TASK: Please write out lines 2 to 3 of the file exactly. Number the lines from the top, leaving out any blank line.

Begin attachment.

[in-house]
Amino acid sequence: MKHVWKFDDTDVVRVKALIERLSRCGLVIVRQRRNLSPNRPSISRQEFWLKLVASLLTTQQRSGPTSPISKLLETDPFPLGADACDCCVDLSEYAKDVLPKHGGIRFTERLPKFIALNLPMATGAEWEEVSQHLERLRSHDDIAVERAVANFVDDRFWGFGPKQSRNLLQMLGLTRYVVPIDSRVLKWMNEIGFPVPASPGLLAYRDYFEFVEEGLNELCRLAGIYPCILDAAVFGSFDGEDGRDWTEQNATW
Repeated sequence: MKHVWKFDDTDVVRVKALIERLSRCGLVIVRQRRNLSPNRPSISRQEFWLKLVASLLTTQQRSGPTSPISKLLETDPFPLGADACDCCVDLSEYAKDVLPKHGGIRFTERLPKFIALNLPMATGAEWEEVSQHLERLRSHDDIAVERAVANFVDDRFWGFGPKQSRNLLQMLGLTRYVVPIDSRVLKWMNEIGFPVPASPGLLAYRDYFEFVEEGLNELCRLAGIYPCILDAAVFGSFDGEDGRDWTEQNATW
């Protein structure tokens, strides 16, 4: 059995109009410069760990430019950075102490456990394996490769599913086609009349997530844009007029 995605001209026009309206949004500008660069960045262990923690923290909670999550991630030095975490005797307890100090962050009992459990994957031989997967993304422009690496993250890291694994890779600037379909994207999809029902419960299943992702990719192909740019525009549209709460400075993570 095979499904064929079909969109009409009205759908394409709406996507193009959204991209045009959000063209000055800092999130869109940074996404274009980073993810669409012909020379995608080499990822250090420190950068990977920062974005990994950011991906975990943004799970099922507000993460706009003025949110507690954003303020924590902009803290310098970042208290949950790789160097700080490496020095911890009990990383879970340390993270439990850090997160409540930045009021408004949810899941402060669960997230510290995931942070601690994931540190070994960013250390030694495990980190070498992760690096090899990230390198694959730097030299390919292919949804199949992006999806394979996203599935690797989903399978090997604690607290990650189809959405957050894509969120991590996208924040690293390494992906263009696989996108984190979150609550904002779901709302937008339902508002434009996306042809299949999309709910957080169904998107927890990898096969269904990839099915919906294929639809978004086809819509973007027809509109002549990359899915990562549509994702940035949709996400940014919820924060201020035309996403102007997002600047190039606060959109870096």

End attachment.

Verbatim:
Amino acid sequence: MKHVWKFDDTDVVRVKALIERLSRCGLVIVRQRRNLSPNRPSISRQEFWLKLVASLLTTQQRSGPTSPISKLLETDPFPLGADACDCCVDLSEYAKDVLPKHGGIRFTERLPKFIALNLPMATGAEWEEVSQHLERLRSHDDIAVERAVANFVDDRFWGFGPKQSRNLLQMLGLTRYVVPIDSRVLKWMNEIGFPVPASPGLLAYRDYFEFVEEGLNELCRLAGIYPCILDAAVFGSFDGEDGRDWTEQNATW
Repeated sequence: MKHVWKFDDTDVVRVKALIERLSRCGLVIVRQRRNLSPNRPSISRQEFWLKLVASLLTTQQRSGPTSPISKLLETDPFPLGADACDCCVDLSEYAKDVLPKHGGIRFTERLPKFIALNLPMATGAEWEEVSQHLERLRSHDDIAVERAVANFVDDRFWGFGPKQSRNLLQMLGLTRYVVPIDSRVLKWMNEIGFPVPASPGLLAYRDYFEFVEEGLNELCRLAGIYPCILDAAVFGSFDGEDGRDWTEQNATW